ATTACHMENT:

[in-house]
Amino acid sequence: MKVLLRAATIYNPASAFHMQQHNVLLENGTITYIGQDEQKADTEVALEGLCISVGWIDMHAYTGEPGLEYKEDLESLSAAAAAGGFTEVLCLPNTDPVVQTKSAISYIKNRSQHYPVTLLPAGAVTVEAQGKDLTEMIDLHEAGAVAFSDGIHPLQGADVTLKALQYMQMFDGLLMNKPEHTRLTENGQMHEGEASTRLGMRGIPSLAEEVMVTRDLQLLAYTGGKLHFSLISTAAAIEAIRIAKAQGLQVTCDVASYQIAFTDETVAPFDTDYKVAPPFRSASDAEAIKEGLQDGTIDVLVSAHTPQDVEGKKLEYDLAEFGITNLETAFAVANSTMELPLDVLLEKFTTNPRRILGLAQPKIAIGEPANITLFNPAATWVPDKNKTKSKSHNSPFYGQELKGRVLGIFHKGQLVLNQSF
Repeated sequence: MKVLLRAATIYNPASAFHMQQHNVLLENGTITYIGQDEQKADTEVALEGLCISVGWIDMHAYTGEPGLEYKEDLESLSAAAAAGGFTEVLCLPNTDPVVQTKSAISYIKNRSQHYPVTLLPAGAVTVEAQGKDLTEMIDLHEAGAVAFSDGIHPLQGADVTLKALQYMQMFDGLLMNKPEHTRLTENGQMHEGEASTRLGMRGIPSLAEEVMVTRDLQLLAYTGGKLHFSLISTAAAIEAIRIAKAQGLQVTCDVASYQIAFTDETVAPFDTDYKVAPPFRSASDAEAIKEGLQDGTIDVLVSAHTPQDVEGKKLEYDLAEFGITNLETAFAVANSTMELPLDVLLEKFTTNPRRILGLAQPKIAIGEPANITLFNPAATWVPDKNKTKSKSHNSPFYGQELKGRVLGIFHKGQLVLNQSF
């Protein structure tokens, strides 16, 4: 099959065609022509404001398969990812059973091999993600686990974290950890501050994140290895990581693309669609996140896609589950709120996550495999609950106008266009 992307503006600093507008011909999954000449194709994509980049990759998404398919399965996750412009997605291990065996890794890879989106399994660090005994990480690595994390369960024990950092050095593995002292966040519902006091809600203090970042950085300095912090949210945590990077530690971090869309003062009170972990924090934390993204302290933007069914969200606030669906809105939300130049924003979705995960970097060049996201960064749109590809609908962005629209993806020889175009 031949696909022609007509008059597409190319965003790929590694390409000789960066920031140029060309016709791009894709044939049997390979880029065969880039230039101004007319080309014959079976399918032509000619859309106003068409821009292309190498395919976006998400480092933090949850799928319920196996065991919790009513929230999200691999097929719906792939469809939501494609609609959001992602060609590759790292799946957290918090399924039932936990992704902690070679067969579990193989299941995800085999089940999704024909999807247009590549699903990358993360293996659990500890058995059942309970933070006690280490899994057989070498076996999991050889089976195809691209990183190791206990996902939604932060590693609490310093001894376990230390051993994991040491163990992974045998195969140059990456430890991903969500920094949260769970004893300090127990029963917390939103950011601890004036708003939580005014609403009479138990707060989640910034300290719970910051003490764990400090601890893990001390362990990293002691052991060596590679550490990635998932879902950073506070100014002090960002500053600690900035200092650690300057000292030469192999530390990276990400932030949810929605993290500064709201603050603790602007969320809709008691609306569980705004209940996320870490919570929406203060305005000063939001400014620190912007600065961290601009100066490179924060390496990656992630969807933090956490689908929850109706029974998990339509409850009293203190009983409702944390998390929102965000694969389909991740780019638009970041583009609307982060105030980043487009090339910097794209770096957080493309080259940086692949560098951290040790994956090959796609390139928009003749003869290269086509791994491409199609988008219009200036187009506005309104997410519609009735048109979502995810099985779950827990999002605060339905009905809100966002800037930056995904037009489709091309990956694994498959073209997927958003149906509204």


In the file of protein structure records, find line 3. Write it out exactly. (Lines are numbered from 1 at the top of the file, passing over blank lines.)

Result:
Repeated sequence: MKVLLRAATIYNPASAFHMQQHNVLLENGTITYIGQDEQKADTEVALEGLCISVGWIDMHAYTGEPGLEYKEDLESLSAAAAAGGFTEVLCLPNTDPVVQTKSAISYIKNRSQHYPVTLLPAGAVTVEAQGKDLTEMIDLHEAGAVAFSDGIHPLQGADVTLKALQYMQMFDGLLMNKPEHTRLTENGQMHEGEASTRLGMRGIPSLAEEVMVTRDLQLLAYTGGKLHFSLISTAAAIEAIRIAKAQGLQVTCDVASYQIAFTDETVAPFDTDYKVAPPFRSASDAEAIKEGLQDGTIDVLVSAHTPQDVEGKKLEYDLAEFGITNLETAFAVANSTMELPLDVLLEKFTTNPRRILGLAQPKIAIGEPANITLFNPAATWVPDKNKTKSKSHNSPFYGQELKGRVLGIFHKGQLVLNQSF